Updated: Jul 25, 2020

What are Fundamental Rights and Directive Principles of State Policy ? -

Fundamental Rights are described as the basic rights guaranteed to both citizen and foreigners except enemy aliens according the Constitution of India. Fundamental Rights are present in Part – III of the Indian Constitution which ensures some rights to all the citizens except enemy aliens of the country so that they can live peacefully .

While most Fundamental Rights are available for citizens and foreigners alike e.g. Article 21, certain are exclusive only for Indian citizens e.g. Article 19.

No discrimination is made on the basis of race, caste, sex, creed, place of birth, etc. and if any person feels so that his fundamental rights are being infringe then he can surely approach to the court for the violation of his rights. There are seven fundamental rights mentioned under the Constitution of India :

  • Right to Equality.

  • Right to Freedom.

  • Right to Freedom of Religion

  • Right against Exploitation.

  • Right to Culture and Religion.

  • Right to Constitutional Remedies.Right to Privacy.

Directive Principle of State Policy emerged from Article 36 to 51 of the Irish Constitution and enumerated in Part – IV of the Indian Constitution. DPSP imposes a duty upon the state to protect and acknowledge the Fundamental rights of the individual but also to achieve social-economic goals.

DPSP are non–justifiable. These principles are recognized as an important role player in governing the state. These principles create a healthy environment by which a citizens can live peacefully.

  • Articles of Directive principles of state policy are given below :

  • Article – 36 Defines the “state”

  • Article – 37 Application of the principles contained in this part.

  • Article – 38 State to secure a social order for the promotion of welfare of the people.

  • Article – 39 Certain principles to be followed by the state.

  • Article – 39(A) Equal justice and free legal aid.

  • Article – 40 Organisation of village panchayats.

  • Article – 41 Right to work, to education and to public assistance in certain areas.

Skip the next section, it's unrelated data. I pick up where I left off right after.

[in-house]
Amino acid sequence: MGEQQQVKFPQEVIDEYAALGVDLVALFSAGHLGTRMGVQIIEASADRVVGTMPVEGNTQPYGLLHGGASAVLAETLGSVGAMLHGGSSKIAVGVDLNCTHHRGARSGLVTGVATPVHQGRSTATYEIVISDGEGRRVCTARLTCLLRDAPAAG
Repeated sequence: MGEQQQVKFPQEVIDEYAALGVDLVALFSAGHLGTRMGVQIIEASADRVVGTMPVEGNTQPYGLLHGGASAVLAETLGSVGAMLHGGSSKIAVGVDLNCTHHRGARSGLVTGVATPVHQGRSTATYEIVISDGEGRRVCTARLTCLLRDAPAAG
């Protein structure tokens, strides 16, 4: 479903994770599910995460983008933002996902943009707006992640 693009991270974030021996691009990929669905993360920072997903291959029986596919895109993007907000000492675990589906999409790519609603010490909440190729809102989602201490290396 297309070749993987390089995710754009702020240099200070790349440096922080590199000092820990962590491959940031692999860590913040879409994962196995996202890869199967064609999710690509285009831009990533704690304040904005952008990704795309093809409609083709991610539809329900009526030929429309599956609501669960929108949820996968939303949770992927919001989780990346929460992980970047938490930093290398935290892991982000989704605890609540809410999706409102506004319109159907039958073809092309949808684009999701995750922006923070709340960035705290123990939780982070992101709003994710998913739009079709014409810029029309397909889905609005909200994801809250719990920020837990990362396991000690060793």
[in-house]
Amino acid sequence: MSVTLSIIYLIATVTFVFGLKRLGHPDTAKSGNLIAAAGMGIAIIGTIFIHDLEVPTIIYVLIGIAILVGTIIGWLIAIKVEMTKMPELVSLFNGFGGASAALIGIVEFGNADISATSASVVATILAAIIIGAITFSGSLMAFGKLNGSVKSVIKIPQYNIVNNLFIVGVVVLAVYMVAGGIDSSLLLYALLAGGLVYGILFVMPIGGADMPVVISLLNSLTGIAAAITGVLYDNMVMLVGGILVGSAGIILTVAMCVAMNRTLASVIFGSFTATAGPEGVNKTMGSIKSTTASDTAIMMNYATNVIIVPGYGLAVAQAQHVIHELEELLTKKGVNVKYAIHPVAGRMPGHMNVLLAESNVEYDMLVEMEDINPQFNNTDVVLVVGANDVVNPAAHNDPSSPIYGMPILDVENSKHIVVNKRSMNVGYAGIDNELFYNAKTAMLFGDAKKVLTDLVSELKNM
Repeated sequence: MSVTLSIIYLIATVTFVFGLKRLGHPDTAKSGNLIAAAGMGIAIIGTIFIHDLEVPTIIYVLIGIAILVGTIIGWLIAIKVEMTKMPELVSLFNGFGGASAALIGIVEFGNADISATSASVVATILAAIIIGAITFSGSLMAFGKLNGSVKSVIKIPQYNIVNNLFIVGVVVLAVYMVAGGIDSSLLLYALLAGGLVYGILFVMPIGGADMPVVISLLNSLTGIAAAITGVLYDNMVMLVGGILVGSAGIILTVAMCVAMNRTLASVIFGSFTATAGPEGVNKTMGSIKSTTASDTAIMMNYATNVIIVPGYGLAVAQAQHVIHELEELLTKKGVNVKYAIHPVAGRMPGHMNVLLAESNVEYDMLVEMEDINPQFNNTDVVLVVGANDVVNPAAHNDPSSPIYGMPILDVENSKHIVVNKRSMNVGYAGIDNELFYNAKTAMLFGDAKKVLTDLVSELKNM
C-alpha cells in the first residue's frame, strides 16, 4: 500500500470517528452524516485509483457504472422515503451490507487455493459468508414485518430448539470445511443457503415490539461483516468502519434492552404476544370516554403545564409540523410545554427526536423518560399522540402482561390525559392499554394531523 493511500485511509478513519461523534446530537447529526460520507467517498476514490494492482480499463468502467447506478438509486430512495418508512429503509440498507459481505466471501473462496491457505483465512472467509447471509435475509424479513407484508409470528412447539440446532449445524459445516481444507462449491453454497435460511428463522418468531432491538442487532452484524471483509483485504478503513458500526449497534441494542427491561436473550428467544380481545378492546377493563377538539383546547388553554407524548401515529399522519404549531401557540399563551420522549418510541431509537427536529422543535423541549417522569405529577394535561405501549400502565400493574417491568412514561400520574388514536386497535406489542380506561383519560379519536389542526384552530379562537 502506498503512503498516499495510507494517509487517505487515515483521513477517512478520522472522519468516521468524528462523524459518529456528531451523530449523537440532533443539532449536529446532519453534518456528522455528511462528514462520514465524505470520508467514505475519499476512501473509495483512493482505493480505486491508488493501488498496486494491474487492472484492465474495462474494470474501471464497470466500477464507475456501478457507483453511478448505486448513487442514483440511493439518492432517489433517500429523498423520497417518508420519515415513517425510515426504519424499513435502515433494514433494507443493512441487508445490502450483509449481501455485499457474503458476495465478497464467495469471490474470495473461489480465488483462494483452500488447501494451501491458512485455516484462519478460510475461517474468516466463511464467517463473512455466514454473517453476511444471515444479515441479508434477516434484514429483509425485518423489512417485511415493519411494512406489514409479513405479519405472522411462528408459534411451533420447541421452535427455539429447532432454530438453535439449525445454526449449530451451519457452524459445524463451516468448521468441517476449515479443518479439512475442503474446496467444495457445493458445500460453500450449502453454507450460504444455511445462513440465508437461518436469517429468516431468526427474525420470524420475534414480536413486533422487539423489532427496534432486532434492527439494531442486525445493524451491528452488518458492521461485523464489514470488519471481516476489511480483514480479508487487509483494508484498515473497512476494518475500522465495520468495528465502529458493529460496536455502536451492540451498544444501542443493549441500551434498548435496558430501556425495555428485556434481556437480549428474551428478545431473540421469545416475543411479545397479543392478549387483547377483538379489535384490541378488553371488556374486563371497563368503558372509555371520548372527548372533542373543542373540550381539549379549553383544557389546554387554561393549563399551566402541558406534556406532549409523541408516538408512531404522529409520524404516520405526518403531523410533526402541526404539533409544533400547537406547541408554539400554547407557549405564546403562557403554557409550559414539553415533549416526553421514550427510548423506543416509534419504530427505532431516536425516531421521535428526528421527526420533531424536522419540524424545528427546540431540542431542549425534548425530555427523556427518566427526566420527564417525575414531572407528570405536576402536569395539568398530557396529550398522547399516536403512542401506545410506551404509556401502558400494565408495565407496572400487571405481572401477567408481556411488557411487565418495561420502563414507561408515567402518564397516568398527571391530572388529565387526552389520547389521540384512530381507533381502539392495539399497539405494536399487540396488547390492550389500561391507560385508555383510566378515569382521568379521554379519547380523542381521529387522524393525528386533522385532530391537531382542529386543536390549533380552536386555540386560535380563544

• Article – 42 Provision for just and humane conditions of work and maternity relief.

  • Article – 43 Living wage, etc for workers.

  • Article – 43 (A) Participation of workers in management industry.

  • Article – 43 (B) Promotion of co – operative societies.

  • Article – 44 Uniform Civil Code.

  • Article – 45 Provision for early childhood care and education to children below the age of six years.

  • Article – 46 Promotion of education and economic interest of Schedule tribes and other weaker section of society.

  • Article – 47 Duty of the state to raise the level of nutrition and the standard of living and to improve public health.

  • Article – 48 Organisation of agriculture and animal husbandry.

  • Article – 48 (A) Protection and improvement of environment and safeguard of forest and wildlife.

  • Article – 49 Protection of monuments and places and objects of national importance.

  • Article – 50 Separation of judiciary from the executive.

  • Article – 51 Promotion international peace and security.

However, it is already a controversial topic in the Constitution about the relationship of Fundamental rights and DPSP, as there would be conflict in the interest of individual at a micro level and benefit of the community at a macro level.

The Relationship Between DPSP’s And Fundamental Rights –

There is always a tiff between the DPSP’s and the Fundamental rights and the question always is that – to whom supremacy will be provided ?

With the help of a few case laws we will look into this matter –

· State of Madras v. Champakam Dorairajan [ AIR 1951 SC 226] –

Supreme Court said that if any law is in contravention to the provision mentioned in Part III of the constitution it would be held void but this is not applicable in case of DPSP’s. This shows that supremacy is given to Fundamental rights over DPSP’s.

· Re Kerala Education Bill [1957]-

The court said that if there is conflict between Fundamental rights and DPSP’s then harmonious construction will taken place. If harmonious construction is not possible then in that case Fundamental rights will prevail DPSP’s.

Harmonious construction – It is a principle of statutory interpretation used in the Indian legal system. It holds that when two provisions of legal text seem to conflict, they should be interpreted so that each has a separate effect and neither is redundant or nullified.

· Venkatraman v. State of Madras [1966 AIR 1089, 1996 SCR (2) 229] –

The Supreme Court of India held that the Fundamental rights will prevail over DPSP’s .

· I.C. Golakhnath v. State of Punjab [1967 AIR 1643,1967 SCR (2) 762)] –

In this case it was said that parliament cannot curtail the Fundamental rights in making any law or policy for the country. In this case it was mentioned that if a law has been made to give effect to Article 39(b) and Article 39 (c) of Part IV of the constitution and in doing so if Article 14, 19, 31 gets violated then it cannot be declared as void merely on the ground of such contravention.

· Keshavnanda Bharati v. State of Kerala [1973 (4) SCC 225] -

In this case the Supreme Court placed DPSP’s on a higher pedestal than Fundamental rights.

· Minerva Mills v. Union of India [AIR 1980 SC 1789] –

In this case Supreme Court held that no one is prevailing each other and doctrine of harmonious construction should be applied because both Fundamental rights and DPSP’s are complementary to each other and both needs to be balanced.

· Unnikrishnan v. State of Andhra Pradesh[1993] –

The Supreme Court held that the Fundamental rights and DPSP’s are not exclusive to each other they are mutually inclusive.

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